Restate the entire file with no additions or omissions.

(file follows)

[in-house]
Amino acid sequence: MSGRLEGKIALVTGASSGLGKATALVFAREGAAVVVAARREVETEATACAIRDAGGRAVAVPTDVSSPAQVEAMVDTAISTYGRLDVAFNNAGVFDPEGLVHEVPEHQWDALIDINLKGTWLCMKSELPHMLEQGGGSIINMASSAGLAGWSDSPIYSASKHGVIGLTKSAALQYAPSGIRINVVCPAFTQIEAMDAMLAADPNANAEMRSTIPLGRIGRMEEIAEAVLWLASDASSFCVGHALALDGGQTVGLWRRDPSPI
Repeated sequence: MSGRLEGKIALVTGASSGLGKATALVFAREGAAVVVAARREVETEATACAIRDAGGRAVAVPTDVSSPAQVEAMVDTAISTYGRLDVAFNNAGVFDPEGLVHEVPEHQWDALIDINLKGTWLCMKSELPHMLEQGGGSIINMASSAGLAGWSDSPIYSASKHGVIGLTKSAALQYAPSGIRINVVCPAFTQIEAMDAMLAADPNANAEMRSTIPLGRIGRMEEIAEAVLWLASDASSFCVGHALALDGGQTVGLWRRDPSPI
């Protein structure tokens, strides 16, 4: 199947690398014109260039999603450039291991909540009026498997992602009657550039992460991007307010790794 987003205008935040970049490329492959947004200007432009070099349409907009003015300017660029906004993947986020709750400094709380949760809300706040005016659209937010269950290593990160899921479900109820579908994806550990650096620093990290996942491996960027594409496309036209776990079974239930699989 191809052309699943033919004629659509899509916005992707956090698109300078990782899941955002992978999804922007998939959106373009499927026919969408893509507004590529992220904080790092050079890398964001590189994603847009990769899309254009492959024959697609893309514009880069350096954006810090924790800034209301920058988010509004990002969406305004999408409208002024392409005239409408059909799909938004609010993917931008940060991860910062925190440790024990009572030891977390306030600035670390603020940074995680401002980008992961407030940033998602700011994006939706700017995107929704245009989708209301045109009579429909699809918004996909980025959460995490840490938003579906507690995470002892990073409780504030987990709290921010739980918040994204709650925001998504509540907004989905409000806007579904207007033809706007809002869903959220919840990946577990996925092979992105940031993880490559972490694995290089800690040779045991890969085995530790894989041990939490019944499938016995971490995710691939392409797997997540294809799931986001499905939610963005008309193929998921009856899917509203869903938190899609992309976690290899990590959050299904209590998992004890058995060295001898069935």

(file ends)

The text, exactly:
[in-house]
Amino acid sequence: MSGRLEGKIALVTGASSGLGKATALVFAREGAAVVVAARREVETEATACAIRDAGGRAVAVPTDVSSPAQVEAMVDTAISTYGRLDVAFNNAGVFDPEGLVHEVPEHQWDALIDINLKGTWLCMKSELPHMLEQGGGSIINMASSAGLAGWSDSPIYSASKHGVIGLTKSAALQYAPSGIRINVVCPAFTQIEAMDAMLAADPNANAEMRSTIPLGRIGRMEEIAEAVLWLASDASSFCVGHALALDGGQTVGLWRRDPSPI
Repeated sequence: MSGRLEGKIALVTGASSGLGKATALVFAREGAAVVVAARREVETEATACAIRDAGGRAVAVPTDVSSPAQVEAMVDTAISTYGRLDVAFNNAGVFDPEGLVHEVPEHQWDALIDINLKGTWLCMKSELPHMLEQGGGSIINMASSAGLAGWSDSPIYSASKHGVIGLTKSAALQYAPSGIRINVVCPAFTQIEAMDAMLAADPNANAEMRSTIPLGRIGRMEEIAEAVLWLASDASSFCVGHALALDGGQTVGLWRRDPSPI
């Protein structure tokens, strides 16, 4: 199947690398014109260039999603450039291991909540009026498997992602009657550039992460991007307010790794 987003205008935040970049490329492959947004200007432009070099349409907009003015300017660029906004993947986020709750400094709380949760809300706040005016659209937010269950290593990160899921479900109820579908994806550990650096620093990290996942491996960027594409496309036209776990079974239930699989 191809052309699943033919004629659509899509916005992707956090698109300078990782899941955002992978999804922007998939959106373009499927026919969408893509507004590529992220904080790092050079890398964001590189994603847009990769899309254009492959024959697609893309514009880069350096954006810090924790800034209301920058988010509004990002969406305004999408409208002024392409005239409408059909799909938004609010993917931008940060991860910062925190440790024990009572030891977390306030600035670390603020940074995680401002980008992961407030940033998602700011994006939706700017995107929704245009989708209301045109009579429909699809918004996909980025959460995490840490938003579906507690995470002892990073409780504030987990709290921010739980918040994204709650925001998504509540907004989905409000806007579904207007033809706007809002869903959220919840990946577990996925092979992105940031993880490559972490694995290089800690040779045991890969085995530790894989041990939490019944499938016995971490995710691939392409797997997540294809799931986001499905939610963005008309193929998921009856899917509203869903938190899609992309976690290899990590959050299904209590998992004890058995060295001898069935």